British Columbia Mine Reclamation Symposium

Line Creek large woody debris enhancement project : applying long-term monitoring and research to habitat… Robinson, M. D.; Bransfield, J.; Gaboury, M. 2018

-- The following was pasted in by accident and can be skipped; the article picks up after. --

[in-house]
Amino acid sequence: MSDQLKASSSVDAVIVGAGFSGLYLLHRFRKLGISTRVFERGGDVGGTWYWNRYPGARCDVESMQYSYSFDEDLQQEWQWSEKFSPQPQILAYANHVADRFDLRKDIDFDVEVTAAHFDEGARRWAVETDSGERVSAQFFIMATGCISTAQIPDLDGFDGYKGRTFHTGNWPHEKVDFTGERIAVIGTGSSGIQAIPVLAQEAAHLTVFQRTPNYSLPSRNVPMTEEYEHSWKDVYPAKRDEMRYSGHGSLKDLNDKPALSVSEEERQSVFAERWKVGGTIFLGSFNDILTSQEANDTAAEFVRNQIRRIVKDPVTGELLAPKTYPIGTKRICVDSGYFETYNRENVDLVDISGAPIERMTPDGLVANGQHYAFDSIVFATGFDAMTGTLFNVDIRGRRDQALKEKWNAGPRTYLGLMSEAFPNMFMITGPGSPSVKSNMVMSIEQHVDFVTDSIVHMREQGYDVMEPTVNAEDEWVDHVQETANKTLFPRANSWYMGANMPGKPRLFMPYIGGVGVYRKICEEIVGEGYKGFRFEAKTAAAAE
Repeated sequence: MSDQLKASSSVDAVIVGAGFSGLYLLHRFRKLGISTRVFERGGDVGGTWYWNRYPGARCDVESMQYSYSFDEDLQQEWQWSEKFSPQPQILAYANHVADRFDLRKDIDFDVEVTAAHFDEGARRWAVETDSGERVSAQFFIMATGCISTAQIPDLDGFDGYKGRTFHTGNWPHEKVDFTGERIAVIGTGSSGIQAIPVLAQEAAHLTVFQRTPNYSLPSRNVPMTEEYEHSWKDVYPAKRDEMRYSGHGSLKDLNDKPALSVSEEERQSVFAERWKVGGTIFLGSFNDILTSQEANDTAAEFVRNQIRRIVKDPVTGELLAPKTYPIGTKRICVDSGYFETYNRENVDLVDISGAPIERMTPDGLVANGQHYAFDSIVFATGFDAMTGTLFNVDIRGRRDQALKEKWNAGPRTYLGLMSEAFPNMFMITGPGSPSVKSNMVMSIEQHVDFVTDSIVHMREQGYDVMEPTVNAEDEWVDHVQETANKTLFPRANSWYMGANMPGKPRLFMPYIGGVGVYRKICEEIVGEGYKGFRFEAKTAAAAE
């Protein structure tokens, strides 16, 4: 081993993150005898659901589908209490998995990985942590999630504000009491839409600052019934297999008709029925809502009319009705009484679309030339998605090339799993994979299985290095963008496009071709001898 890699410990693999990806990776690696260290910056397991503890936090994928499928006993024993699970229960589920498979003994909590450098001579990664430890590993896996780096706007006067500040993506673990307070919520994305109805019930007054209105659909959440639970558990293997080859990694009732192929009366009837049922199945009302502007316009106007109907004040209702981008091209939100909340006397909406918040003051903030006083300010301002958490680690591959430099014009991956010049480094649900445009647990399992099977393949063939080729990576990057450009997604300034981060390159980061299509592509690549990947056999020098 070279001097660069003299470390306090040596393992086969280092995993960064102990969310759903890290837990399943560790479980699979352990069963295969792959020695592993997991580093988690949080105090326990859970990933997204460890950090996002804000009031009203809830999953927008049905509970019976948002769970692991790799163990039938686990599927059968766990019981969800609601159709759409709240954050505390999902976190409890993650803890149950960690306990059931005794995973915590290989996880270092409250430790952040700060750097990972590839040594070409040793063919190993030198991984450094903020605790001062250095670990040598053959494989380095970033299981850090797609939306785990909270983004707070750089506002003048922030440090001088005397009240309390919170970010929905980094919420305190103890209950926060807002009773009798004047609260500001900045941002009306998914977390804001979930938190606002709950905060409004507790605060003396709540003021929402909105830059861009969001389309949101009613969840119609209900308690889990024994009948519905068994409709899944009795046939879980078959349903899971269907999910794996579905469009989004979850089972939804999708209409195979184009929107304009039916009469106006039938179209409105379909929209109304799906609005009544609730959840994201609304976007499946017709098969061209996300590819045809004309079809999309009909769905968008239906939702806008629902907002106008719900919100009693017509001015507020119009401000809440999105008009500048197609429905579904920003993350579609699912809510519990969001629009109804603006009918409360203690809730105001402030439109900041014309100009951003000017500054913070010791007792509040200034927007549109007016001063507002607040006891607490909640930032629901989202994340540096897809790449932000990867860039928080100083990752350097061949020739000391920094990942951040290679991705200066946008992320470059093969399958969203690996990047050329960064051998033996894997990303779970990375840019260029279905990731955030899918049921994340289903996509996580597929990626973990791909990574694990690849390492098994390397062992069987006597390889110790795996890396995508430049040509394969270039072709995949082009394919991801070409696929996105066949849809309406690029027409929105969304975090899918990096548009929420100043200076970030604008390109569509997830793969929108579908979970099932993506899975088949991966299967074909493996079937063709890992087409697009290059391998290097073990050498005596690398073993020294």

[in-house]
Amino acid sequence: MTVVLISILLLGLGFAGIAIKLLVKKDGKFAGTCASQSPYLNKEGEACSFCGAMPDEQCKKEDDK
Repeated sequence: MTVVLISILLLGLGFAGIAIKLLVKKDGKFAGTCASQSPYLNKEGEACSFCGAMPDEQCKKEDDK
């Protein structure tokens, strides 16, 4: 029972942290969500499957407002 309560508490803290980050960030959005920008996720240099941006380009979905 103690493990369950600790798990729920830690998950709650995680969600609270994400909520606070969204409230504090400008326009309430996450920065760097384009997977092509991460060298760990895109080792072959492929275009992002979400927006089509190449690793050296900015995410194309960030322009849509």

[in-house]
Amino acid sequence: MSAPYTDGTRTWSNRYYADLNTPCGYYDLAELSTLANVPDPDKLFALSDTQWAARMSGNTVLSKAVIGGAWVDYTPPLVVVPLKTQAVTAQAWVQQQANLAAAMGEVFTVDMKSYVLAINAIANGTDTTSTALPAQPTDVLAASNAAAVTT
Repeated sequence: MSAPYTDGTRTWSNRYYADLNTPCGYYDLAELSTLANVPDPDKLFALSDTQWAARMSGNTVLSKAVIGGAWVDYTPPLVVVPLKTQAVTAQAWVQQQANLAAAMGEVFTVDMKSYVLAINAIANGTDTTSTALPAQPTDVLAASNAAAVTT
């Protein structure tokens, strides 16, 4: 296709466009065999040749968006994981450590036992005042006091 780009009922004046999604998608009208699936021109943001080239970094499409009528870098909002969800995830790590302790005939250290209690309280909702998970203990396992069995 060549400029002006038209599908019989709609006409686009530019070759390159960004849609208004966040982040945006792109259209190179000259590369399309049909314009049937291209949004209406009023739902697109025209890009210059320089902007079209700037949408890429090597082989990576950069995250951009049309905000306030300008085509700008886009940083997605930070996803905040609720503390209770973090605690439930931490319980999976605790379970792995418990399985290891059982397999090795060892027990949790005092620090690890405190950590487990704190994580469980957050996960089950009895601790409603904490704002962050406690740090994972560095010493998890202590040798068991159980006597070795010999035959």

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 LINE CREEK LARGE WOODY DEBRIS ENHANCEMENT PROJECT – APPLYING LONG-TERM MONITORING AND RESEARCH TO HABITAT REHABILITATION DESIGN   Robinson, M.D.*1, Bransfield, J.1, and M. Gaboury2   1. Lotic Environmental Ltd., Cranbrook B.C. 2193 Mazur Road Cranbrook, B.C. V1C 6V9  2. MN Gaboury and Associates Ltd., Nanaimo B.C.  *Corresponding author  ABSTRACT  Line Creek is an important spawning tributary for Bull Trout (BT; Salvelinus confluentus) inhabiting the Elk River upstream of a migratory barrier at Elko BC. Ongoing fisheries monitoring has shown BT spawning to be associated with the glide (i.e. pool/tail-out) habitat typically created by large woody debris (LWD) jams. In June 2013, a large flood mobilized and removed much of the functional instream LWD from Line Creek. Results from annual monitoring confirmed the loss of LWD and associated pool habitat, as well as the lowest BT spawning counts on record. In 2014, we completed a multi-scale characterization of BT spawning locations in Line Creek to document habitat characteristics at watershed, reach, and channel unit scales. This study successfully described preferred spawning use in certain areas of the watershed, reaches of the creek, and specific habitat units. Hydraulic conditions were also described at observed spawning sites within individual habitat units. At the habitat unit scale, we were able to develop a Habitat Suitability Index (HSI) based on water depth, water velocity, and vertical hydraulic gradient. This information was applied to rehabilitation designs at a variety of scales. At the watershed scale, this study has guided work into portions of the watershed suitable to BT spawning (corroborated by previous assessments) and guided work along reaches that lack the preferred habitat attributes required to support spawning. At the habitat unit or rehabilitation structure scale, these results coupled with habitat assessments are informing the designs of LWD structures that mimic the natural jams displaced in June 2013. Rehabilitation work in Reach 1 of Line Creek was completed in summer 2017.   Key Words: Large woody debris, Bull Trout, rehabilitation, spawning, habitat suitability, effectiveness monitoring.   INTRODUCTION  Line Creek is a high value stream in the upper Elk Valley of southeast British Columbia (Figure 1). Fish population and habitat monitoring of Line Creek dates back to the 1970’s, providing an impressive long-term dataset documenting fish use throughout the system. Most notable in the data is the consistent use of Line Creek for Bull Trout (BT; Salvelinus confluentus) spawning. Line Creek is suspected as being the most heavily utilized BT spawning stream in the upper Elk River system. It also contains a population of Westslope Cutthroat Trout (Oncorhynchus clarkii lewisi; WCT) that are thought to be primarily resident.   In June of 2013, a large hydrological event occurred in the Elk River watershed, where approximately 250-300 mm of precipitation in the form of rain coincided with spring freshet (Pomeroy et al. 2015). This hydrological event resulted in widespread flooding, drastically impacting fluvial morphology throughout southeast British Columbia and southwest Alberta. In the case of Line Creek, this hydrological event substantially reduced the abundance and distribution of instream large woody debris (LWD). The removal of LWD resulted in a reduced channel complexity through a loss of pool habitat and increased frequency of riffle and cascade habitat. Furthermore, the habitat types lost were specifically those consistently documented as preferred BT spawning habitat.   The morphology of a stream is greatly impacted by the presence and abundance of LWD structures. LWD structures provide channel stability and morphological diversity by manipulating fluvial processes. Scour-pool formation and sediment aggradation on alluvial bars aid in the formation of habitat for aquatic and terrestrial biota. Pool formation in these gravel bed fluvial systems is generally a product of scour effect from channel obstructions such as LWD, boulders or bank projections although LWD is the greatest influence (Montgomery et al. 1995; Abbe and Montgomery 1996). When complex LWD structures are perpendicular to the thalweg of a stream resulting in stream flow converge and turbulent velocities forming scour-pools. Research by Montgomery et al. (1995) demonstrate increased frequency of LWD positively correlated with pool frequency in forest channels of alluvial mountain streams in Washington state and Southeast Alaska. In addition to scour-pool formation Abbe and Montgomery (1996) also observed LWD as a functional component of riparian forest succession. The authors found apex bar jams slowed stream velocity when high flow events inundated alluvial bars, which led to aggradation of fine sediments and colonization of riparian vegetation (Abbe and Montgomery 1996). Aggradation of sediment on gravel bars leading to riparian forest succession can reduce the width of flow and increase the depth, effectively increasing habitat for fish.  These morphological changes were most pronounced in Reach 1. In this reach these changes were suspected to be the cause for a decrease in BT spawning use. Prior to 2013, monitoring documented a preference for BT spawning habitat in Reach 1, relative to Reaches 2 and 3 located further upstream. After the June 2013 flood use of Reach 1 decreased by more than half. Reach-level preference of redd sites has fluctuated between Reaches 2 and 3 since 2013 (Robinson and MacPherson 2014; Robinson and Arnett 2015; Robinson and McKay 2016).  Robinson and McPherson (2014) attributed this decline in redd frequency throughout Reach 1 to the loss of specific habitat units that would develop in the presence of LWD.  The long-term monitoring had therefore identified potential rehabilitation. Restoring LWD to the system was identified as a desirable rehabilitation project to specifically improve BT spawning use.  BT typically require a narrow suite of habitat parameters for spawning purposes, thus the integrity of their spawning habitat is highly important to the success of a population. Multiple studies throughout Western Montana have demonstrated that BT frequently select only 10% of the available spawning habitat to support up to 80% of total spawning (MBTSG 1998). In the upper Elk River watershed (i.e., above the waterfall barrier at Elko), Line Creek hosts the highest frequency of BT spawning of any tributary (Wilkinson 2009; Robinson et al. 2017). Its value to the fluvial population of the Elk River BT is therefore of high importance. Typical components of preferred BT spawning habitat include overhead cover, hyporheic flow, suitable substrate size, channel gradient, and water depth and velocity. In gravel bed streams, LWD plays an important role in the function of many of these habitat components.     The decision to restore Reach 1 of Line Creek was made by considering multiple factors such as those previously mentioned (i.e., documented loss of LWD and decline in spawning use) but also because of research performed by Robinson et al. (2014). Their study examined the spatial selection of BT redds at the watershed, valley segment, reach, and channel unit scale. The study utilized a stream classification system created by Montgomery and Buffington (1998) to order the spatial scale at which they studied the stream. This report will utilize the same scale for descriptive purposes. Robinson et al. (2014) were able to discuss large-scale factors controlling BT spawning site selection at a watershed, as well as develop a habitat suitability model that used water depth, velocity and vertical hydraulic gradient to predict where, at a habitat unit scale, BT spawning was likely to occur. Pool-tailout (i.e., glide) habitat with adequate depth, velocity and downwelling were the most determinant factors in site selection for BT redds of Line Creek (Robinson et al. 2014). These results agree with previous research completed by Baxter and Hauer (2000). Within the channel unit the transition in bedform creates a pressure differential from the pool to tail out/riffle crest which forces oxygenated water down through the gravel, upwelling on the downstream end of the bedform (Bowerman et al. 2013). These hydraulic conditions form in the presence of LWD jams and were therefore what was targeted for rehabilitation.     Figure 1. Site location map.   Goals and Objectives  In 2016, Teck Coal Ltd contracted Lotic Environmental to design a rehabilitation project for Line Creek – Reach 1 for construction in 2017. The primary goal of the project was to improve channel form and function of Line Creek – Reach 1 by restoring LWD and improving the quality of spawning habitat. It was expected that restoring LWD would also improve rearing and migration habitat. A secondary goal of the project was to accelerate colonization and natural succession of vegetation on in-channel bars by stabilizing unvegetated gravel bars using bar-top LWD jams.  To complete these goals the following objectives were derived:  1. Install 13 in-stream LWD structures and: a. Observe return of natural fluvial processes such as scouring, LWD recruitment and increased pool-glide morphological complexity upon ≥1:2 year hydrological events. b. Observe increased use of restored habitat for spawning by BT (increasing observed redds) after a ≥1:2 year hydrological event.   2. Install 21 LWD Bar Jam structures and: a. Observe return of natural fluvial processes such as fine sediment deposition and natural soil formation on channel bars where Bar Jams were installed. b. Observe colonization and survival of vegetation (willow, alder, cottonwood) on bar tops.   PRECONSTRUCTION ASSESSMENT  Reach 1 has riffle-pool morphology and minor anthropogenic-caused changes to the physical habitat. The riparian is largely intact with only two stream crossings (one rail bridge and one forestry bridge). Channelization is also essentially non-existent. The stream has adequate floodplain connectivity, as indicated by fine sediment deposition within the riparian vegetation on nearly an annual basis.  The hypothesis that BT spawning use was impaired in Reach 1 as a result of a loss of LWD and subsequent available habitat post-June 2013 was based on observations through annual monitoring. A series of preconstruction surveys were completed to support these observations. As well, detailed information on fish habitat was also collected to inform the rehabilitation design and to provide baseline data to assess the project against through time. Specifically the following surveys were completed.  Topographic surveys were completed using real-time kinematic (RTK) GPS and traditional total station survey where GPS signal was not available. Topographic surveys described channel cross sections and longitudinal profiles within habitat unit types. Photo points were taken of representative habitat units. Permanent benchmark locations were also established.  Fish habitat surveys followed the BC Fish Habitat Level 1 Fish Habitat Assessment Procedure (FHAP) (Johnston and Slaney 1996). FHAP surveys were completed in 2007 (Berdusco and Arnett 2008) and 2015 (McKay and Robinson 2016) to provide a pre- and post-flood comparison. The channel was first stratified into individual habitat units (e.g., pool, riffle, glide and cascade) through a continuous survey by a two-  person crew with hip-chain and GPS. The continuous survey provided lengths of each habitat unit to provide an absolute estimate of linear proportions of each habitat unit.  Complete sampling was used to sample every habitat unit. Each habitat unit was located using GPS coordinates.   Pre- and post-flood channel complexity was assessed by comparing pre-flood data (Berdusco and Arnett 2008) to post-flood data (McKay and Robinson 2016). Percentage channel unit types were compared. These data will also be used for future monitoring of the rehabilitation efforts. Topographic survey and FHAP data were also used to describe channel condition using nine metrics derived through a combination of criteria in Johnston and Slaney (1996), Newbury and Gaboury (1994), and regional channel morphology relationships (Table 1). Qualitative ranks of poor, moderate, and high value were developed for each criterion through consultation with the Elk Valley Fish and Fish Habitat Committee1.  Table 1. Qualitative scoring table of fish habitat and morphology of a stream reach, adapted from Johnston and Slaney 1996.  Metric Poor Fair Good rank Bankfull width:depth ≥25:1 16-25:1 ≤15:1 Sinuosity <1.2 1.2 >1.2 Channel complexity <2 mesohabitat units/10xWbf 2-3 mesohabitat units/10xWbf ≥3mesohabitat units/10xWbf % Pool (by area) <15 15-40 40-60 Pool frequency (mean pool spacing) >10 channel widths/pool >8-10 channel widths/pool <8 channel widths/pool Holding pools/km (adult migration) >1 m deep with good cover (30% of pool area) <1 1-2 >2 LWD pieces per bankfull width <1 1-2 >2 Percent wood cover in pools Pools in reach average 0-5% cover Pools in reach average 6-20% cover Pools in reach average >20% cover   FHAP surveys of Line Creek – Reach 1 confirmed the suspected change in distribution of habitat units (Table 2). Specifically of note was the conversion of glide habitat to riffle and cascade.  Annual monitoring programs in Line Creek routinely report glides as the preferred habitat unit for BT redds to be constructed in as it provides the correct set of hydraulic conditions (Robinson et al. 2014).   1 A technical committee formed of representatives from Teck Coal Ltd, Fisheries and Oceans Canada (DFO), the Ministry of Forests, Lands, Natural Resource Operations and Rural Development, and the Ktunaxa Nation Council to review and discuss fish and fish habitat topics as they relate to Teck Coal’s Operations in the Elk Valley.                                                        Table 2. Habitat unit linear coverage throughout Reach 1 of Line Creek in 2007 (Berdusco and Arnett 2008) and 2015 (McKay and Robinson 2016).  Habitat Type   Reach 1   2007          2015 Difference (%) % Pool 1 1 0 % Riffle 58 61 3 % Glide 27 13 -14 % Cascade 14 25 11  Data analysis in 2007 was slightly modified from 2015 and 2017. As such, not all of the nine metrics were available for the pre-flood year. Bankfull width:depth, channel complexity (mesohabitat units/10xWb), % pool (by area), and LWD pieces per bankfull width were four of the nine metrics available for all three years of data (Table 3). Percentage pool was the only of these that remained unchanged since 2007 (poor for all three years). The other three metrics showed reduction in habitat value from 2007 to 2015, and remained low in 2017.    Preconstruction surveys confirmed habitat changes suspected to have occurred as a result of the 2013 flood. A reduction in channel complexity and increased bankfull width:depth ratio were shown to coincide with reduced LWD frequency. This supports the concept that LWD is required in Reach 1 to increase habitat complexity by converting shallow, fast habitat units (i.e., riffles and cascades) to pool and glide habitats. Furthermore, through a combination of long-term monitoring and detailed description of the hydraulic conditions required for BT spawning (Robinson et al. 2014), it is suspected that these habitat changes are also adversely affecting use of Reach 1 by spawning BT. Combining long-term monitoring with detailed study supports the concept that BT spawning habitat in Line Creek – Reach 1 can be rehabilitated through the addition of instream LWD.  Table 3. Qualitative scoring table of preconstruction fish habitat and channel morphology in Reach 1 of Line Creek.  Metric 2007 ranking (value) 2015 ranking (value) 2017 ranking (value) Bankfull width:depth Good (14.9) Fair (18.3) Fair (15.9) Sinuosity - Good (1.4) Fair (1.3) Channel complexity (mesohabitat units/10xWb) Good (4.19) Fair (2.2) Poor (1.5) % Pool (by area) Poor (1%) Poor (1%) Poor (1%) Pool frequency (mean pool spacing, pool/Wb) - Poor (38.5) Poor (17.6) Holding pools (adult migration) - Moderate (1.7) Poor (0) LWD pieces per bankfull width Fair (1.42) Poor (0.1) Poor (0.4) % LWD cover in pools - Fair (10.0%) Poor (%)      REHABILITATION DESIGN AND CONSTRUCTION  The rehabilitation objective in Reach 1 of Line Creek was to re-establish a stable riffle-pool morphology within a slightly sinuous channel by constructing LWD Instream structures at meanders, and LWD Bar Jams situated at the upstream ends and mid-sections of existing gravel bars. A total of 13 LWD Instream structures and 20 LWD Bar Jams were proposed for this 1,200 m section of Line Creek. Field fitting relative to the number and siting of the structures at the time of construction was minimal as a post-freshet field reconnaissance was conducted before final ‘issued for construction’ drawings were prepared. All LWD was either western larch or Douglas fir. No cabling was completed on any structure. Construction was completed in August 2017.  The LWD Instream structures were intended to cause pool scour and provide instream cover. Each LWD Instream structure was comprised of approximately 12 logs with rootwads attached. Preferentially, the logs were to be whole trees with rootwads and branches attached. The logs had an average diameter at breast height (dbh) of greater than or equal to 0.4 m and were approximately 12 m to 15 m in length. For some LWD handling and transporting limited overall length to 10-14 m. LWD Instream structures were constructed by interlacing the logs between live trees on the streambank (Figure 2, Figure 3, Figure 4).    Figure 2. Typical LWD Instream structure design cross-section and plan view drawings.     Figure 3. Upstream photo of completed LWD structure #1.    Figure 4. Downstream photo of completed LWD structure #12.    A total of 21 Bar Jam structures were constructed at two locations. LWD pieces were all between 10-12 m long by 0.4-0.6 m dbh. Each piece had the rootwad attached. Logs were placed parallel with the rootwad upstream and the upper portion of the tree downstream. The upper portion (~5-6 m) of each foundation log was embedded below the gravel bar surface a minimum of 1 m. The LWD Bar Jams situated at the upstream ends of the gravel bars were expected to help reduce channel braiding by deflecting low and moderate flows toward the proposed channel alignment. The LWD Bar Jams on the mid-sections of the gravel bars created roughness and complexity on the bar surface. Over the long term, this should reduce the likelihood of channel braiding and promote fine sediment aggradation on the bar surface to allow for greater survival of vegetation (e.g., willow, dogwood, cottonwood) plantings.  Bar jams were installed on two separate bars. They were constructed as either single or multiple log structures. In total, 13 single-log and 8 multiple-log structures were constructed. Bar #1 included five double-log structures and three single-log structures (Figure 5). Bar #2 comprised of one large, six-log apex structure at the bar’s upstream end, and one double-log structure and seven single-log structures downstream (Figure 6).     Figure 5: Completed bar jam structures, Bar #1.      Figure 6: Completed bar jam structures, Bar #2.  CONCLUSION  The Line Creek Reach 1 Rehabilitation Project was successfully completed as per the project design. The addition of logs placed during this rehabilitation project has resulted in a 33% increase in instream LWD pieces in comparison to the pre-construction FHAP data. These structures are expected to increase in size through the natural recruitment of drifting LWD from upstream reaches. The LWD Instream structures are expected to provide numerous benefits, including increases in: habitat complexity, pool frequency, overhead cover in pools, holding pools (migration), and quality of rearing habitat. Habitat will require multiple high flow events in order for the instream LWD to create the scour needed to modify the instream habitat. Of particular interest will be the development of glides at the tail-out of scour pools. This habitat was specifically described as being key BT spawning areas and was the habitat unit that had the greatest decrease post-2013 flooding.   The bar top jams are expected to result in deposition of fine sediment; building soil, establishing seedlings, and placing the gravel bar vegetation on a trajectory towards a climax community. Ultimately stabilizing bars is expected to promote a decrease in channel width:depth ratio, as well as provide valuable cover and nutrient inputs.   Effectiveness monitoring will be completed 3-5 times over a minimum of 10 years post-construction, depending on flow events experienced. Monitoring will include physical, morphological and biological components. A drone flight should be completed during low flows in August – October, prior to snowfall. The flight can be used to effectively collect high resolution ortho-rectified imagery. Air photo analysis will allow for: counts of individual LWD, spatial distribution of LWD, and changes in channel pattern. The structural stability of each LWD Instream structure will be assessed following the data collection protocol provided in the Guidelines for In-Stream and Off-Channel Routine Effectiveness Evaluation (REE) (FIA 2003). Bar Jam LWD structures will be assessed through air photo analysis. The guidelines will be used to qualitatively assess the stability of each structure and their function, as well as additional habitat features   such as scour pools and spawning gravel aggradation. The assessment will include establishment of ground level photo points as described in the REE document (FIA 2003). Two channel sections of approximately 20 channel bankfull widths in length will be identified for detailed monitoring to complement the morphologic data obtained from the drone flight. Detailed habitat surveys will include a topographic survey and FHAP-based measurements. Both surveys will be used to assess changes in channel morphology relative to as-built conditions and compared to the nine channel metrics listed during the pre-construction surveys. Cross-sections established during the as-built topographic surveys will be monitored. Substrate size distributions will be determined at representative riffles, pools, glides and runs to examine changes in channel geomorphology and spawning gravels over time.  The annual Line Creek Aquatic Monitoring Program (Teck Coal Ltd) will continue to provide necessary biological monitoring components for the rehabilitation work completed. Specifically, the Program will complete spawning and adult rearing surveys on an annual basis. For BT spawning surveys, redd counts will be completed during BT spawning (late September) to index spawning effort through redd counts. Spawning surveys will provide a measure of adult BT use before and after rehabilitation. To estimate adult numbers, snorkel surveys will be conducted in late-August/early-September to specifically target Westslope Cutthroat Trout in Line Creek, as they are the primary resident fish present over summer rearing months. Both spawning and snorkel data will be compared to before and after treatment in Reach 1, as well as to non-rehabilitated reaches within Line Creek.  Habitat rehabilitation sought to restore an abiotic component (LWD structures) of the ecosystem that is integral to fluvial morphological processes within Line Creek – Reach 1. To do so, this project employed a unique approach that coupled long-term monitoring and directed research to inform designs. Long-term monitoring allowed Habitat Biologists the unique opportunity to first identify reach-specific fish uses over decades. From this Habitat Biologists were able to identify likely factors limiting fish productivity, and furthermore, identify those with opportunity for rehabilitation. Lastly, the long-term dataset allowed Habitat Biologists to demonstrate that the system had historically functioned with higher productivity, meaning that the proposed rehabilitation was correctly addressing impaired ecological components. Direct research allowed the prescription to be taken further towards designing rehabilitation features that specifically addressed the suspected limiting factor. Long-term monitoring produced the conclusion that BT spawning had become compromised in Reach 1 due to a lack of glide habitat was an important observation. However, specifically identifying how BT redd selection was related to the habitat that formed in the presence of LWD provided strong support to the designs selected. The structures are expected to improve habitat complexity and fish use over time as they are exposed to successive hydrological events. Effectiveness monitoring will continue to document the function of these structures as well as the success of this rehabilitation project overall.     LITERATURE CITED  Abbe, T.B. and Montgomery, D.R., 1996. Large woody debris jams, channel hydraulics and habitat formation in large rivers. Regulated Rivers Research & Management, 12(23): 201-221pp. Baxter, C.V., and F.R. Hauer. 2000. Geomorphology, hyporheic exchange, and selection of spawning habitat by bull trout (Salvelinus confluentus). Canadian Journal of Fisheries and Aquatic Sciences. 57(7): 1470-1481 pp. Berdusco, J. and T. Arnett. 2008. Line Creek Operations 2007 Aquatic Health Monitoring Program. Consultant report prepared for Elk Valley Coal Corporation – Line Creek Operations, Sparwood, BC. Prepared by Interior Reforestation Co. Ltd., Cranbrook, BC. 57 pp + 8 appds. Bowerman, T., Neilson, B.T. and Budy, P., 2014. Effects of fine sediment, hyporheic flow, and spawning site characteristics on survival and development of bull trout embryos. Canadian  journal of fisheries and aquatic sciences, 71(7): 1059-1071 pp.  FIA. 2003. Guidelines for In-Stream and Off-Channel Routine Effectiveness Evaluation. Prepared for the Forest Investment Account (FIA). 22 pp + append. Johnson, N.T., and P.A. Slaney. 1996. Fish habitat assessment procedures. Watershed Restoration Technical Circular No. 8. Watershed Restoration Program. Ministry of Environment, Lands and Parks. Province of British Columbia, Canada. McKay, A. and M.D. Robinson 2016. Line Creek Aquatic Monitoring Program (2015). Prepared for Teck Coal Ltd. – Line Creek Operations. Prepared by Lotic Environmental Ltd. 21 pp. and 6 appds. Montgomery. D. R., and J. M. Buffington. 1998. Channel processes, classification, and response in R. J. Naiman and R. E. Bilby (eds.), River Ecology and Management: Lessons from the Pacific Coastal Ecoregion. Springer, New York, NY. 13-42 pp. Montgomery, D.R., Buffington, J.M., Smith, R.D., Schmidt, K.M. and Pess, G., 1995. Pool spacing in forest channels. Water Resources Research, 31(4): 1097-1105 pp. Newbury, R.W. and M.N. Gaboury. 1994. Stream Analysis and Fish Habitat Design: A Field Manual.  Second edition.  Newbury Hydraulics, Gibsons, BC. 262 p. Pomeroy, J. W., Stewart, R. E., & Whitfield, P. H. 2016. The 2013 flood event in the South Saskatchewan and Elk River basins: causes, assessment and damages. Canadian Water Resources Journal/Revue canadienne des ressources hydriques, 41(1-2): 105-117 pp. Robinson, M.D., M. Gaboury, and E. Ellis. 2017. Line Creek Reach 1 Large Woody Debris Placement Conceptual Design Report. Prepared for Teck Coal Ltd. Lotic Environmental. Cranbrook BC. 10 pp + appends. Robinson, M.D., and T. Arnett. 2015. Line Creek Aquatic Monitoring Program (2014). Prepared for Teck Coal Ltd. – Line Creek Operations. Prepared by Lotic Environmental Ltd. 19 pp. and 3 appds. Robinson, M.D., Goodbrand, A., and R.J. MacDonald. 2014. Multi-scale Characterization of Bull Trout Spawning Locations in Line Creek. Prepared for Teck Coal Ltd by Lotic Environmental Ltd. 25 pp. Robinson, M.D., and S. McPherson. 2014. Line Creek Aquatic Monitoring Program (2013). Prepared for Teck Coal Ltd. – Line Creek Operations. Prepared by Lotic Environmental Ltd. 17 pp. and 2 appds. Wilkinson, C. 2009. Sportfish population dynamics in an intensively managed river system. MSc Thesis. University of British Columbia. 168 pp.